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Religious Heritage Tour focuses on former Walnut Street churches

July 17, 2013

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First Congregational Church was once located on Walnut in downtown Rochester.

ROCHESTER — Twice a year, the Rochester Hills Museum at Van Hoosen Farm offers community church tours to give people a chance to tour various church buildings, learn the congregation’s history and discover its place in the greater Rochester community.

“We’ve done walking tours of downtown Rochester, we’ve done the cemeteries, we’ve done World War II weekend and this is just another one that sheds a new light and a new focus on our community,” said Patrick McKay, supervisor of interpretive services for the Rochester Hills Museum at Van Hoosen Farm. “We’re just looking at all the pieces of the puzzle that pull our community together. Historically, churches have always done that, and I think they still do it today.”

On July 21, the museum will host “Sunday on Walnut Street,” a tour of churches that were once located along Walnut street, primarily between Second and Fourth streets, in downtown Rochester.

“Over the course of the last 200 years, there were at least 13 different churches that got their start in those two blocks. Some of them were only there for a couple years. Some of them were denominations that kind of came and went. There are buildings that have been used by several different denominations over the years, and now you have buildings that are serving other, quite different, purposes,” said museum volunteer and event organizer Deborah Remer.

The tour will start at 2 p.m. at the parking lot at Third and Walnut, the former location of St. Andrew Catholic Church. Over the course of the hour-and-a-half tour, guides will discuss various former church locations and existing buildings on Walnut Street.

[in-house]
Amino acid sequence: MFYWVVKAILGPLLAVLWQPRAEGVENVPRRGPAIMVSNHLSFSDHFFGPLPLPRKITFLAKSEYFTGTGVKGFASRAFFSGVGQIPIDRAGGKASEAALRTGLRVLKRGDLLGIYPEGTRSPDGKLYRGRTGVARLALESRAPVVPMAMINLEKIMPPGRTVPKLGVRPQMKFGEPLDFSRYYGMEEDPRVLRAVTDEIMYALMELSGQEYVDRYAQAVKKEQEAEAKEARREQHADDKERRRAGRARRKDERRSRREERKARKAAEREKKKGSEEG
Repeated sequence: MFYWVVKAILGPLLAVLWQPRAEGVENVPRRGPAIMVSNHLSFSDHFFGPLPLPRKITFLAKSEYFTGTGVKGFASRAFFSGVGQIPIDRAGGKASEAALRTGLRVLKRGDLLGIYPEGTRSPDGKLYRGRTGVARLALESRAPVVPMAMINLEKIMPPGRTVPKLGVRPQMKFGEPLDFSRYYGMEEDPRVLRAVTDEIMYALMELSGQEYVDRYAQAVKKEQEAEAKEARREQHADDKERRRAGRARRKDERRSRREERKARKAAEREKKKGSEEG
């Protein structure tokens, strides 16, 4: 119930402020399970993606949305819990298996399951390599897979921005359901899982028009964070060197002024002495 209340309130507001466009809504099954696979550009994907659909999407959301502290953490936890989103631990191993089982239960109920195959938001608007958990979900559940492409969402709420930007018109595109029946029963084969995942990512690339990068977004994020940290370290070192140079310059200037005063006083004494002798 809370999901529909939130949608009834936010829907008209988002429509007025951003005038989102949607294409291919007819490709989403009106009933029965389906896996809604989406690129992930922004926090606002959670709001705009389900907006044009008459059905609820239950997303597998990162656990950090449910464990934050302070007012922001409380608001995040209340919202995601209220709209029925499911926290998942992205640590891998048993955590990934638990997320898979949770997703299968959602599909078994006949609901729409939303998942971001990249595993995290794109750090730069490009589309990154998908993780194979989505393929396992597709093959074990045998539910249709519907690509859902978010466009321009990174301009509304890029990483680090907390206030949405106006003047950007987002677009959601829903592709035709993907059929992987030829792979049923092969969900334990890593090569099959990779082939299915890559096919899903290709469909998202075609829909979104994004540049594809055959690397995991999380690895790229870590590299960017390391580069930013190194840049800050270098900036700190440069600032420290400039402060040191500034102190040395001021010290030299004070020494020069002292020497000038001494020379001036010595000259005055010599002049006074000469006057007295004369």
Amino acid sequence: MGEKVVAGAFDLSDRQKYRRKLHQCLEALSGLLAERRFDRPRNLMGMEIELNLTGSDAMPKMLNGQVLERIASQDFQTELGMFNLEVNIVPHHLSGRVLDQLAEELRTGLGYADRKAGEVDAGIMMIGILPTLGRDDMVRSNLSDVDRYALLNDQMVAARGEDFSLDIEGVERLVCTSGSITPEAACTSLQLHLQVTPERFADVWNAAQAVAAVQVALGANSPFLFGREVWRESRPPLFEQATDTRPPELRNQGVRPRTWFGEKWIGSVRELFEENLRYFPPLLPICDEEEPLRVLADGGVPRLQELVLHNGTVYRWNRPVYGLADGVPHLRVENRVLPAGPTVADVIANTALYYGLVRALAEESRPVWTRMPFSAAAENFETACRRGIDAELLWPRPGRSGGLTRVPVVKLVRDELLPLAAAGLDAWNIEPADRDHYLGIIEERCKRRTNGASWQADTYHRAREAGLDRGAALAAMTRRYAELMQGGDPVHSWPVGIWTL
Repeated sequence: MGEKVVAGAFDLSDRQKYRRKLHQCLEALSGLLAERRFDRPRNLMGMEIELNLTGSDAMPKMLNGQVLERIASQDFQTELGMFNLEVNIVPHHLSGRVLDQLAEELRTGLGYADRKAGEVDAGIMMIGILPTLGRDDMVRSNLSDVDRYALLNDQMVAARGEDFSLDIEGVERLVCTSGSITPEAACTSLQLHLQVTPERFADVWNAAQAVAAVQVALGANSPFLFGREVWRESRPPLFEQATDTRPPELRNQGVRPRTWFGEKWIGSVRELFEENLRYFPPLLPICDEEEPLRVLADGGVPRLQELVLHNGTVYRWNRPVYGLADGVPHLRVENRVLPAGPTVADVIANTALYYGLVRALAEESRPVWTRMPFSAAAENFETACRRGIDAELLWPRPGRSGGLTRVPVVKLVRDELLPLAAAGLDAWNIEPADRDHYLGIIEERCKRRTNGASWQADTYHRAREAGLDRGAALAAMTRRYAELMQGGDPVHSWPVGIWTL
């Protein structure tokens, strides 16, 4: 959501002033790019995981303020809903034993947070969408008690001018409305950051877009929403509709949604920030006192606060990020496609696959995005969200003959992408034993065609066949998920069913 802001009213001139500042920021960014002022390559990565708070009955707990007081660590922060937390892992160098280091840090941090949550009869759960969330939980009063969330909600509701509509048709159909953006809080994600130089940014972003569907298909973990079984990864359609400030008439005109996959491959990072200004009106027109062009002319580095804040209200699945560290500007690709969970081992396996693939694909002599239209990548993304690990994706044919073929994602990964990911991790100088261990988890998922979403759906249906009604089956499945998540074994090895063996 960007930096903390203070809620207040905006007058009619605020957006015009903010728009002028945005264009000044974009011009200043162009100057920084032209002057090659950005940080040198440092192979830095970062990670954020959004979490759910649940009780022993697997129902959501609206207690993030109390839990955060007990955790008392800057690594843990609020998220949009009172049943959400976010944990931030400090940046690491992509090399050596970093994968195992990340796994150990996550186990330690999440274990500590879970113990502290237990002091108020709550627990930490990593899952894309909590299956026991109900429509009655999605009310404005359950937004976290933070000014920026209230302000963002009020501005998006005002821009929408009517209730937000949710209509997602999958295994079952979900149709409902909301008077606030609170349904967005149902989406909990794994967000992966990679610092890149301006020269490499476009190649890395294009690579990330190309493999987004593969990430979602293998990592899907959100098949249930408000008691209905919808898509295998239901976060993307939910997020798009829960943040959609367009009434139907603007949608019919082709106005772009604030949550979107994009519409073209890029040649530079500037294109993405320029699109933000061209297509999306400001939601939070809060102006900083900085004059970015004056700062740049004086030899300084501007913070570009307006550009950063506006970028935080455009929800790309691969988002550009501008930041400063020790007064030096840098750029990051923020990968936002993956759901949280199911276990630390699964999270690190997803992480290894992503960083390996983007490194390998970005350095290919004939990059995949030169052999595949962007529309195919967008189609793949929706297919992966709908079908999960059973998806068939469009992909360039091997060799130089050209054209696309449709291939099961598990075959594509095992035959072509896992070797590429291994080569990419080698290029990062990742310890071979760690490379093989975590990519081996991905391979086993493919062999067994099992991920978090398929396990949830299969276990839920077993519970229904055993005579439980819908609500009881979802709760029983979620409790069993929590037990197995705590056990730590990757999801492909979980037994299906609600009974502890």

“The tour this summer features all former buildings and locations where a lot of these churches got their starts, and then as the congregations grew and they needed more room, they moved out further,” Remer said.

A few people who attended the churches in the 1950s-1960s will share their memories of Sunday mornings in Rochester.

“This is a chance to really look at our community and realize that we were a very strong, faith-based community. The tour gives us a chance to walk down one street, and we are going to bring people who used to attend these churches and hear their stories about the ministers and the different things in their life that happened. … It’s just kind of a fun way of looking at local history,” McKay said.

Tickets for the tour are free for museum members, or $5 for non-members, and should be purchased online at www.rochester by July 19. For additional information, call the museum at (248) 656-4663.

The museum’s fall Religious Heritage Tour will be held Oct. 28.

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